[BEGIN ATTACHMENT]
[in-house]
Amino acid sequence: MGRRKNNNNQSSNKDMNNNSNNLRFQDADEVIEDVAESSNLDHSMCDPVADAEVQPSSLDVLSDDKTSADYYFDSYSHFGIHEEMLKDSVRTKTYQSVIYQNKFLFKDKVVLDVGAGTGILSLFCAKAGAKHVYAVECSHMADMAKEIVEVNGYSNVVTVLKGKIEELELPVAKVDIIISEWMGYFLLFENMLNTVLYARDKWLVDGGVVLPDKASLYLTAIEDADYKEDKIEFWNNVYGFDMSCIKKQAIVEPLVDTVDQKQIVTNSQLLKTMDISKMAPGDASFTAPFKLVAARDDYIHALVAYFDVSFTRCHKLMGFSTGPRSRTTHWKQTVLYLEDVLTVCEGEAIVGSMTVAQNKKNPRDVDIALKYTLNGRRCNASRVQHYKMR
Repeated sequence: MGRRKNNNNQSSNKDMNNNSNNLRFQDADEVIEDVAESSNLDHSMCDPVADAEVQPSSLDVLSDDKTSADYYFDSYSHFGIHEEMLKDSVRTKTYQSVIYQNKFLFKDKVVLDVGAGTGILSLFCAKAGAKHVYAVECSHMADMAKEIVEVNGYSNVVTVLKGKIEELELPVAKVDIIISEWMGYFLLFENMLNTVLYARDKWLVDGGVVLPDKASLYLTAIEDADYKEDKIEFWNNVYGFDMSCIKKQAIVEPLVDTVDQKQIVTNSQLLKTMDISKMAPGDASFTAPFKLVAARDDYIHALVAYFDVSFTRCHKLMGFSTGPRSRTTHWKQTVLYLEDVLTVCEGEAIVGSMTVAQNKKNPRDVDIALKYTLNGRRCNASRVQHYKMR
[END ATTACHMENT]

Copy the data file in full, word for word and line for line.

[in-house]
Amino acid sequence: MGRRKNNNNQSSNKDMNNNSNNLRFQDADEVIEDVAESSNLDHSMCDPVADAEVQPSSLDVLSDDKTSADYYFDSYSHFGIHEEMLKDSVRTKTYQSVIYQNKFLFKDKVVLDVGAGTGILSLFCAKAGAKHVYAVECSHMADMAKEIVEVNGYSNVVTVLKGKIEELELPVAKVDIIISEWMGYFLLFENMLNTVLYARDKWLVDGGVVLPDKASLYLTAIEDADYKEDKIEFWNNVYGFDMSCIKKQAIVEPLVDTVDQKQIVTNSQLLKTMDISKMAPGDASFTAPFKLVAARDDYIHALVAYFDVSFTRCHKLMGFSTGPRSRTTHWKQTVLYLEDVLTVCEGEAIVGSMTVAQNKKNPRDVDIALKYTLNGRRCNASRVQHYKMR
Repeated sequence: MGRRKNNNNQSSNKDMNNNSNNLRFQDADEVIEDVAESSNLDHSMCDPVADAEVQPSSLDVLSDDKTSADYYFDSYSHFGIHEEMLKDSVRTKTYQSVIYQNKFLFKDKVVLDVGAGTGILSLFCAKAGAKHVYAVECSHMADMAKEIVEVNGYSNVVTVLKGKIEELELPVAKVDIIISEWMGYFLLFENMLNTVLYARDKWLVDGGVVLPDKASLYLTAIEDADYKEDKIEFWNNVYGFDMSCIKKQAIVEPLVDTVDQKQIVTNSQLLKTMDISKMAPGDASFTAPFKLVAARDDYIHALVAYFDVSFTRCHKLMGFSTGPRSRTTHWKQTVLYLEDVLTVCEGEAIVGSMTVAQNKKNPRDVDIALKYTLNGRRCNASRVQHYKMR